The “Fail Whale” Twitter displayed in its early years during service interruptions.
Twitter’s (TWTR) founders accidentally created an addictive platform which now has more than 150 million daily users. No competitor threatens Twitter’s niche of breaking news and pithy commentary. The only foreseeable threat for years has been government intervention, and Twitter may have finally asked for it by censoring a newspaper article weeks before the election. Let’s see why, and then look at how shareholders who are still bullish can limit their risk.
Background: A Potential Goldmine
Gone are the days of refreshing CNN.com or whatever during current events. It’s faster and easier to find the journalist closest to today’s disaster and watch their Twitter feed instead. And while that journalist will certainly have a published article up within the next 15 or 20 minutes at their day job, their tweets on the subject have probably already been retweeted a few thousand times and seen by a couple million people. And if you believe the typical information addict is going to go back to refreshing individual blogs and news sites, that’s ridiculous. […]
The Fav-and-RT-based serotonin reward system unintentionally built into Twitter also has the side effect of forcing introverts to obsessively write pithy jokes for huge audiences for free, day in and day out. Free funny content! Sometimes by actual comedians you’ve heard of! And some of those times, from good comedians! Users don’t even have to do anything special to gain access to that, they just open Twitter and read it. Free content shoots out like a fire hose.
On top of that, Twitter emerged as a platform for organic commerce: users sell each other tickets, make bets with each other, recommend all sorts of products to their followers. All Twitter had to do was to facilitate that commerce. Instead, it has incurred the wrath of Republican politicians by censoring a New York Post article critical of Hunter Biden.
Censoring The New York Post
On Wednesday, Twitter users were blocked from sharing the New York Post’s exposé of Hunter Biden’s emails.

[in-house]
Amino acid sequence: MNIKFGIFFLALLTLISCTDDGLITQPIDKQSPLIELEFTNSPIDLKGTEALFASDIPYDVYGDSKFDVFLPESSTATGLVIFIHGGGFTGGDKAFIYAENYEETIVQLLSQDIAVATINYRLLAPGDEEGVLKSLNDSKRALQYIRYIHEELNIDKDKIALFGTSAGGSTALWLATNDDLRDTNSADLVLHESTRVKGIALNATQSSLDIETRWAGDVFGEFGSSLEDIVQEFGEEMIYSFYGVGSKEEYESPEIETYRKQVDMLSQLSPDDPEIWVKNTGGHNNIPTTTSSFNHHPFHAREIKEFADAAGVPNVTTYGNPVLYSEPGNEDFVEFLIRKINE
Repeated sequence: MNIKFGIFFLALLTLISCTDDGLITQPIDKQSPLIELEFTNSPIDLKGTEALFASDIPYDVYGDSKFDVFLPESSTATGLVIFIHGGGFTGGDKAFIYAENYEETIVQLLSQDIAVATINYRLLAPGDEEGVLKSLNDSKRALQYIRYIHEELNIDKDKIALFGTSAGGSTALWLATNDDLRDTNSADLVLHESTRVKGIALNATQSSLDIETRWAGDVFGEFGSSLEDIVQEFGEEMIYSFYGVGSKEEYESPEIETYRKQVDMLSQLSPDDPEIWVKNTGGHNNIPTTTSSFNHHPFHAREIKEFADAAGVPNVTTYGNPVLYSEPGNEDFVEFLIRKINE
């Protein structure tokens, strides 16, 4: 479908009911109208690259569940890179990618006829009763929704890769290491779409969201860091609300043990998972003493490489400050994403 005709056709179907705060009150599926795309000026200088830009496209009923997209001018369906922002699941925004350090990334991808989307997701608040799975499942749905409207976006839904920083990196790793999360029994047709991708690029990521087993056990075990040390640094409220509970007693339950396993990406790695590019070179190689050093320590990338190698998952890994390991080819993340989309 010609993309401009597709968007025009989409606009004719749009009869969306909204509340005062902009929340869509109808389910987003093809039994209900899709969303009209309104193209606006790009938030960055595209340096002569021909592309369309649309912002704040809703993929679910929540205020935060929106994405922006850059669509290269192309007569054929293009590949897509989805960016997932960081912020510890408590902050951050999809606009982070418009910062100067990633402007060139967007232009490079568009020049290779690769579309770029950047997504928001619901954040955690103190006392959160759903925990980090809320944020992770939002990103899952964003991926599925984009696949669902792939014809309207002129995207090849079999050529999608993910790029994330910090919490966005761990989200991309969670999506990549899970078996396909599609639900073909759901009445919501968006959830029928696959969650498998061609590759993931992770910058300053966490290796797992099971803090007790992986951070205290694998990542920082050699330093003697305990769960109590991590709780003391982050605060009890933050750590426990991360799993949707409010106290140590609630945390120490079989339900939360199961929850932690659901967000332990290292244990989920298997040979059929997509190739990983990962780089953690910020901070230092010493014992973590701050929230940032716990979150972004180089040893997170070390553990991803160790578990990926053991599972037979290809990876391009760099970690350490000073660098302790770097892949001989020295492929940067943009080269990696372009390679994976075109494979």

Twitter’s stated rationale for its censorship was that the Post’s article included information it obtained without authorization.
Twitter users replied that Twitter didn’t similarly censure other news articles based on unauthorized information, such as the recent New York Times article on President Trump’s tax returns. Some users pointed out that, according to the Post’s article, they obtained Hunter Biden’s emails legally (reportedly, Biden left the laptop with a repair shop; after he didn’t return to pay for the repair or pick up the laptop, it became the shop owner’s legal property). Other users argued that the biggest scoops in journalism of the last fifty years relied on illegally obtained information, such as the Pentagon Papers.
Republican politicians such as Senator Josh Hawley of Missouri threatened to take action against Twitter.
President Trump called for repealing the FCC’s Section 230, the regulation that enables Twitter to avoid the potential liabilities associated with being a publisher.
All Bark And No Bite?
Observers on both ends of the political spectrum were quick to note that during the first two years of President Trump’s term, Republicans controlled both Houses of Congress and did nothing to restrict social media companies. For example, this was the reaction of the liberal opponent of monopolies, Matt Stoller.
And this was conservative pundit Pedro Gonzalez’s response to an angry tweet by Senator Tom Cotton:
In Case Their Bite Is Worse Than Their Bark This Time
In case the Republicans’ bite is worse than their bark this time, and they materially impact Twitter, below are a couple of ways Twitter shareholders can stay long while strictly limiting their risk. Here, we scan for optimal, or least-expensive, hedges using put options and collars to protect a Twitter position.
In the video above, we limited our search to hedges expiring in March, but readers can experiment with different time frames as well.